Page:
So how do you reconcile the notion of improvement with acceptance?  For starters, let’s take a look at what many people equate with the success or failure of New Year’s resolutions.  Willpower.

The Science of Willpower

Recent research indicates that willpower – contrary to what was previously thought – acts somewhat like a muscle.[1]  This means that willpower can be strengthened, which is a good thing.  But viewing willpower as a muscle also means that it can become tired out – that it is a limited resource.

An exhausted willpower may be the reason you find it difficult to master certain tasks.  In line with current research, your failings of willpower may merely be a depletion of resources.  That understanding of your behaviour can have enormous benefits.

From a practical viewpoint, if willpower operates like a muscle, you need to make sure you don’t tire it out on things that aren’t that important to you.  After all, if you overuse it, it may not be at your disposal for the times when you really need to make it count.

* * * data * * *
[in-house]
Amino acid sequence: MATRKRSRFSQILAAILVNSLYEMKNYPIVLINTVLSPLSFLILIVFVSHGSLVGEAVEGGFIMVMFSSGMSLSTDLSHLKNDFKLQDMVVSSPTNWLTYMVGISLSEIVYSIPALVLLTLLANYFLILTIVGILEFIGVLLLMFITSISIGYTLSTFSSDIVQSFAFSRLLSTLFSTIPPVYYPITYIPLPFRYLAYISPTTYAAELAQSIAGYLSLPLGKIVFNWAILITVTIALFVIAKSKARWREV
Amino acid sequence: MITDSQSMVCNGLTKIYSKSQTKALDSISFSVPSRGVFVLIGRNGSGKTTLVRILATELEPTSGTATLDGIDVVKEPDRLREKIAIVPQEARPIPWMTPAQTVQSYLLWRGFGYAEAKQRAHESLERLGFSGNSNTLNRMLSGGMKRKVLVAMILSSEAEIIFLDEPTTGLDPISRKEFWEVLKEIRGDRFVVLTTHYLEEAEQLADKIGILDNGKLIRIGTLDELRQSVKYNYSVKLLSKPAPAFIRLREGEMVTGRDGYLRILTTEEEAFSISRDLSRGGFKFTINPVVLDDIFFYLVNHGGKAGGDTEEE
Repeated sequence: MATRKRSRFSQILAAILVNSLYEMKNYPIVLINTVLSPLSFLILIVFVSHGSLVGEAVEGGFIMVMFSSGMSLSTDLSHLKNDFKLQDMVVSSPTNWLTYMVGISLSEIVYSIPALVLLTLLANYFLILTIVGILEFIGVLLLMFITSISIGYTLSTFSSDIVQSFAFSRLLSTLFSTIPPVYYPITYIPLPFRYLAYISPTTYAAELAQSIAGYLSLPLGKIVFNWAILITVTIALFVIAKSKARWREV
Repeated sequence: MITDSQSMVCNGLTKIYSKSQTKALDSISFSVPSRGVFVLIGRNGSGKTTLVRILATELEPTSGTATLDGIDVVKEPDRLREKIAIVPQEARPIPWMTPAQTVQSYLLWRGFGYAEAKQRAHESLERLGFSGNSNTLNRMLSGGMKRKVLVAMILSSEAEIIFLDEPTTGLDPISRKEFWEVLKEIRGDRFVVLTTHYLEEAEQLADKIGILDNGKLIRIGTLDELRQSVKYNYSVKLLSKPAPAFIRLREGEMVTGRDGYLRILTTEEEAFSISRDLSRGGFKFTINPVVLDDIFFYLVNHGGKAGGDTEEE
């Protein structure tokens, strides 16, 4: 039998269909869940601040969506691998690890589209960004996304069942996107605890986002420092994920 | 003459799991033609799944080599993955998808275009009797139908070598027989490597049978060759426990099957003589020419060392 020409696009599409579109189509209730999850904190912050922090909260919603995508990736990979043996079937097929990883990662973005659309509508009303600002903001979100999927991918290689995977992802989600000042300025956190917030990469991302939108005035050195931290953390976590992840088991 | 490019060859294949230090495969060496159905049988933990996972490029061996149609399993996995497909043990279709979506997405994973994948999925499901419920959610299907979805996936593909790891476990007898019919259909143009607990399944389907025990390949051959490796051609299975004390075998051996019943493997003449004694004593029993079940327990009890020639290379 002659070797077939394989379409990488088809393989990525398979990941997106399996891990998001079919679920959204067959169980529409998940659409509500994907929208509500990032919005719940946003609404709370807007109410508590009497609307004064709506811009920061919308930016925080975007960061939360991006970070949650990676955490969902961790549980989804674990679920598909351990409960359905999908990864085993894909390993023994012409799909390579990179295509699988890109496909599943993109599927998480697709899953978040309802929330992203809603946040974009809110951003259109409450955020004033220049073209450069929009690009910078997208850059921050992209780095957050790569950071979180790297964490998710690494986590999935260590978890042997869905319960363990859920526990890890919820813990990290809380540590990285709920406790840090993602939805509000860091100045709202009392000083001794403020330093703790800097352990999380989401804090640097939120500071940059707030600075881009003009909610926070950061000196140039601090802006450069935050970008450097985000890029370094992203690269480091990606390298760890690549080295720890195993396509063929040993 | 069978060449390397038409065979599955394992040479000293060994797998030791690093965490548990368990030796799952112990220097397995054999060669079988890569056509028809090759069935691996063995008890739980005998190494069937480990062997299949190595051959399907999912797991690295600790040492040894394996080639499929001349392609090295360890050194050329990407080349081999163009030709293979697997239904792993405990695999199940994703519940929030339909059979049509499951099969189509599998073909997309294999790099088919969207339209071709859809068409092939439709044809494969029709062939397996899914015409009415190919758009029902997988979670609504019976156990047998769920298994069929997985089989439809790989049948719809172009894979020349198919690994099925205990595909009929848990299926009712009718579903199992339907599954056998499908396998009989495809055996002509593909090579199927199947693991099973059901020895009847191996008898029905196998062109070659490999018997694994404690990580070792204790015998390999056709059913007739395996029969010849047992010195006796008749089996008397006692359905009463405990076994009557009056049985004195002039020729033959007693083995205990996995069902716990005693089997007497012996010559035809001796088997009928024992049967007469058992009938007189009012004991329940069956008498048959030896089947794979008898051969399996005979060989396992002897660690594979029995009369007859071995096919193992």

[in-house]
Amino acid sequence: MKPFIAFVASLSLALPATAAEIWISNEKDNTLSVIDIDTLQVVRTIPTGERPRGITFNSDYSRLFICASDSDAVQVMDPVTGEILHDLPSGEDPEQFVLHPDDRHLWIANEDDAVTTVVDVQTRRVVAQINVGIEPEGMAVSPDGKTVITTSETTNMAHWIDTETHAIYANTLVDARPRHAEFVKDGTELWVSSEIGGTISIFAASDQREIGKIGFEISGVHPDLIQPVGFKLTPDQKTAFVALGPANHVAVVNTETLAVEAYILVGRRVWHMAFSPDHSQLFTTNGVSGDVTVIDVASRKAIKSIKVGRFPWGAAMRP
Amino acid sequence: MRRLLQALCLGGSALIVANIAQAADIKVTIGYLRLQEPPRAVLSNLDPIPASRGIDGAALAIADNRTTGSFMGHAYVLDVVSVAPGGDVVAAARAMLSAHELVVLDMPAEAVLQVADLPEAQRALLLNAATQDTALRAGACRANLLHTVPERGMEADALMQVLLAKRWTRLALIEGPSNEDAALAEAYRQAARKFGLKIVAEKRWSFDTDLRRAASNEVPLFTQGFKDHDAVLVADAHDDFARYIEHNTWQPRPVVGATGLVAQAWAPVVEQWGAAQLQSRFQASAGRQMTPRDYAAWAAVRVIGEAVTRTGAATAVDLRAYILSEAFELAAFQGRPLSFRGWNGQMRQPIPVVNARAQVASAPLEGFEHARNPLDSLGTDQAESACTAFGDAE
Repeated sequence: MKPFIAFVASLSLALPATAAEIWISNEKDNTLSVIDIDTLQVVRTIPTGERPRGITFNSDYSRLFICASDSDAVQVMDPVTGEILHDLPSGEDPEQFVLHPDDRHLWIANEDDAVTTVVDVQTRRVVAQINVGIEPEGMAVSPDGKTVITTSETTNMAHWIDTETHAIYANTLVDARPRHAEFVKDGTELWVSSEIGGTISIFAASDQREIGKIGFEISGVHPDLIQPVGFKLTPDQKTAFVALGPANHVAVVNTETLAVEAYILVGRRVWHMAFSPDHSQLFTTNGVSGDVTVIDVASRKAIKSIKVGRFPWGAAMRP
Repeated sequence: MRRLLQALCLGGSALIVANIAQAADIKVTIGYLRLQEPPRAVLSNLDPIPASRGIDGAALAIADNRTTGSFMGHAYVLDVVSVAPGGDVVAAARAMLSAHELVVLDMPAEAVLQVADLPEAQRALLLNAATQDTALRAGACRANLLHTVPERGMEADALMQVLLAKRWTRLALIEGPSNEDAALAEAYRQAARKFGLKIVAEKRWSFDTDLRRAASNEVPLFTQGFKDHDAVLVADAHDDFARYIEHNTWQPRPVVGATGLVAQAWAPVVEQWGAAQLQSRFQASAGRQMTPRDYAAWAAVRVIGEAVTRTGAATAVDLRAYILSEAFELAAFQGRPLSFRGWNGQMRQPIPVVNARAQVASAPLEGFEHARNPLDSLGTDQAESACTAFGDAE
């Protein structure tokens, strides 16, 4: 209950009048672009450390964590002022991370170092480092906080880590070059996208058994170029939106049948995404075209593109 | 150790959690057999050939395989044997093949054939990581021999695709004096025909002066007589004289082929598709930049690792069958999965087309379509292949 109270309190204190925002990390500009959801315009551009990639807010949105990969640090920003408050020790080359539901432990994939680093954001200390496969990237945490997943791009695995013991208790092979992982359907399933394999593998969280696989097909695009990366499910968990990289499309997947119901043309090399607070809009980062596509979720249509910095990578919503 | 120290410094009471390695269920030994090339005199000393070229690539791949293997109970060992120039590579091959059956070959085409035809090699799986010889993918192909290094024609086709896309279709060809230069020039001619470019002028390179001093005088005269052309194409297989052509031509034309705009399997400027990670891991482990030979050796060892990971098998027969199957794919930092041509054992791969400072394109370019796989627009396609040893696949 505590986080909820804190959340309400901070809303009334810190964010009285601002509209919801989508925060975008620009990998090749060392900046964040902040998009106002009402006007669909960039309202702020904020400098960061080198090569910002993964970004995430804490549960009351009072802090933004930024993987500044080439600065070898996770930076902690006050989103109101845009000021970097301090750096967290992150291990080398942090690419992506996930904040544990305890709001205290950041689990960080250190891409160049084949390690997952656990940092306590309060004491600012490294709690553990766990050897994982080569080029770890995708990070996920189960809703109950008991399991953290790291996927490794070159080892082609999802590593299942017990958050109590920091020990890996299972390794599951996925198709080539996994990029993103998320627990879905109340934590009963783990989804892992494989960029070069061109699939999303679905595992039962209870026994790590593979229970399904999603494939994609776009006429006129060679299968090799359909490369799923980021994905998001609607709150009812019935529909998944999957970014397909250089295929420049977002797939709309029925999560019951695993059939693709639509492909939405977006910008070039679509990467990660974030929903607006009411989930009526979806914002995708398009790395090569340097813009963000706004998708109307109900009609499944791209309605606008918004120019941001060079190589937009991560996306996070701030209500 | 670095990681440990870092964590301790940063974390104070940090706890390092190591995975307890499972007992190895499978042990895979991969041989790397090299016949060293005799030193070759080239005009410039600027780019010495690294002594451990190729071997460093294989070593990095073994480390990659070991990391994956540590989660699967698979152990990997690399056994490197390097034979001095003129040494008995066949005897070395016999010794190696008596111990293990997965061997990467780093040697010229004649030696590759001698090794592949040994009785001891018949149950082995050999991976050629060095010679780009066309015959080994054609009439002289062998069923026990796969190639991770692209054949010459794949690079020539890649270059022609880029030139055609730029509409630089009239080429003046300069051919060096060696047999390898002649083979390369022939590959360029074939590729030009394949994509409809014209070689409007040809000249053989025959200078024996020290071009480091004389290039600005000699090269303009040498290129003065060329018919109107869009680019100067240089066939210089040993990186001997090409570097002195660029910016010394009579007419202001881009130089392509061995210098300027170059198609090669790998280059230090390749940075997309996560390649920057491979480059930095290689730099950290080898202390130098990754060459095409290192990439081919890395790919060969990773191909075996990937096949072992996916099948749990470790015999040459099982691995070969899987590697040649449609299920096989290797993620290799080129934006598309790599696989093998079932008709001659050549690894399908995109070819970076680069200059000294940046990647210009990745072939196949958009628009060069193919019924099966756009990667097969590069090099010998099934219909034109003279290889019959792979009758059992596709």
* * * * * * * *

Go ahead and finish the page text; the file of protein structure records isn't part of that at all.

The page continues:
To understand that willpower is limited can lead to you lightening up on yourself when you have exhausted that willpower.  And to know that next time it may be better to not worry about smaller things and instead learn to conserve your willpower for things that really matter to you.

On the other side of the coin, if willpower is like a muscle, we may be able to strengthen it.  And that is exactly what research has found.[2]  Not only does training willpower in one task help with future control of that same task, but also training willpower in one area can increase overall willpower.  So for example, if you train your willpower with respect to not eating cookies, over time your willpower can increase when it comes to exercising more.